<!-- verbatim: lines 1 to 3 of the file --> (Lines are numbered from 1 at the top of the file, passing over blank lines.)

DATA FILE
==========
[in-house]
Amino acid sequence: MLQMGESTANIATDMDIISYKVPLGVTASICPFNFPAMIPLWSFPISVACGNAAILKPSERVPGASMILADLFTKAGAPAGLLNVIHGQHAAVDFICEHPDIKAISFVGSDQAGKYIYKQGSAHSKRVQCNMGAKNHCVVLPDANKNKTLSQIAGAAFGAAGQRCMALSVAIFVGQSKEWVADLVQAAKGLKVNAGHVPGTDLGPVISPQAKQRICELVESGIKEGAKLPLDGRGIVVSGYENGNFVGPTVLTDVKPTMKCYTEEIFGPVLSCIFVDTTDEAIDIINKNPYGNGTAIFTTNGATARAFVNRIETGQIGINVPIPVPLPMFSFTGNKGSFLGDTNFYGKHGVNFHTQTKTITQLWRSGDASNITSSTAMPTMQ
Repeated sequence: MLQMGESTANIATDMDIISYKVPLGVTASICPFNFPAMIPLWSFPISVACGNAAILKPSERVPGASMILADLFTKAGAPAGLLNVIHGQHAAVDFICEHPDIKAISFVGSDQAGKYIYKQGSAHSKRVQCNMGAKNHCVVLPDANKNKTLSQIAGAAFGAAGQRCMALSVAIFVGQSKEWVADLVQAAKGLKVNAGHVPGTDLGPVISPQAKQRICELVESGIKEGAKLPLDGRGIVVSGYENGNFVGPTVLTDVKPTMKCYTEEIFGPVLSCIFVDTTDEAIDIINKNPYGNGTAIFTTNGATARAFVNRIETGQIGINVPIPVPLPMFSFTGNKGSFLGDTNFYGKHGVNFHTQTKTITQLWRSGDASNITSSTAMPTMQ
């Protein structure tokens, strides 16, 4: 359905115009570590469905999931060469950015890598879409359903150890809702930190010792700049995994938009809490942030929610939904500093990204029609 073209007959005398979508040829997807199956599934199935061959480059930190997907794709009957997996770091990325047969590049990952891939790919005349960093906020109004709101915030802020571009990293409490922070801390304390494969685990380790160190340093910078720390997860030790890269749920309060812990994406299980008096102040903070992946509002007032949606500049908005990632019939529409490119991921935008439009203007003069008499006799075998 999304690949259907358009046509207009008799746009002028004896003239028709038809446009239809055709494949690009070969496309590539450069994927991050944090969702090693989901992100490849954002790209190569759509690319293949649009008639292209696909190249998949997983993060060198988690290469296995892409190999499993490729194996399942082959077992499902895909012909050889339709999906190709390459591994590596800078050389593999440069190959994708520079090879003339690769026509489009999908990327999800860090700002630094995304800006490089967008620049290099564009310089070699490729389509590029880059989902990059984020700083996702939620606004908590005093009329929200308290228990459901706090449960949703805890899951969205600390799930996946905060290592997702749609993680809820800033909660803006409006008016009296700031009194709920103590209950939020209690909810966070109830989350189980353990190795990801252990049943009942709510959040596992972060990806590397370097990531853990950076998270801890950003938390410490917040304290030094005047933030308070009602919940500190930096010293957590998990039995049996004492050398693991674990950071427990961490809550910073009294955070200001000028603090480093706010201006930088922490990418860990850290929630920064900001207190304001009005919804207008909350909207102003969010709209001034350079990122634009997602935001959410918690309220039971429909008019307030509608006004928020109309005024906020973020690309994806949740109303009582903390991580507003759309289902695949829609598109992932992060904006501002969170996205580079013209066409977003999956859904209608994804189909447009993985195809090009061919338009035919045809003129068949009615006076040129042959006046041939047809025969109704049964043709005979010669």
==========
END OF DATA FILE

[in-house]
Amino acid sequence: MLQMGESTANIATDMDIISYKVPLGVTASICPFNFPAMIPLWSFPISVACGNAAILKPSERVPGASMILADLFTKAGAPAGLLNVIHGQHAAVDFICEHPDIKAISFVGSDQAGKYIYKQGSAHSKRVQCNMGAKNHCVVLPDANKNKTLSQIAGAAFGAAGQRCMALSVAIFVGQSKEWVADLVQAAKGLKVNAGHVPGTDLGPVISPQAKQRICELVESGIKEGAKLPLDGRGIVVSGYENGNFVGPTVLTDVKPTMKCYTEEIFGPVLSCIFVDTTDEAIDIINKNPYGNGTAIFTTNGATARAFVNRIETGQIGINVPIPVPLPMFSFTGNKGSFLGDTNFYGKHGVNFHTQTKTITQLWRSGDASNITSSTAMPTMQ
Repeated sequence: MLQMGESTANIATDMDIISYKVPLGVTASICPFNFPAMIPLWSFPISVACGNAAILKPSERVPGASMILADLFTKAGAPAGLLNVIHGQHAAVDFICEHPDIKAISFVGSDQAGKYIYKQGSAHSKRVQCNMGAKNHCVVLPDANKNKTLSQIAGAAFGAAGQRCMALSVAIFVGQSKEWVADLVQAAKGLKVNAGHVPGTDLGPVISPQAKQRICELVESGIKEGAKLPLDGRGIVVSGYENGNFVGPTVLTDVKPTMKCYTEEIFGPVLSCIFVDTTDEAIDIINKNPYGNGTAIFTTNGATARAFVNRIETGQIGINVPIPVPLPMFSFTGNKGSFLGDTNFYGKHGVNFHTQTKTITQLWRSGDASNITSSTAMPTMQ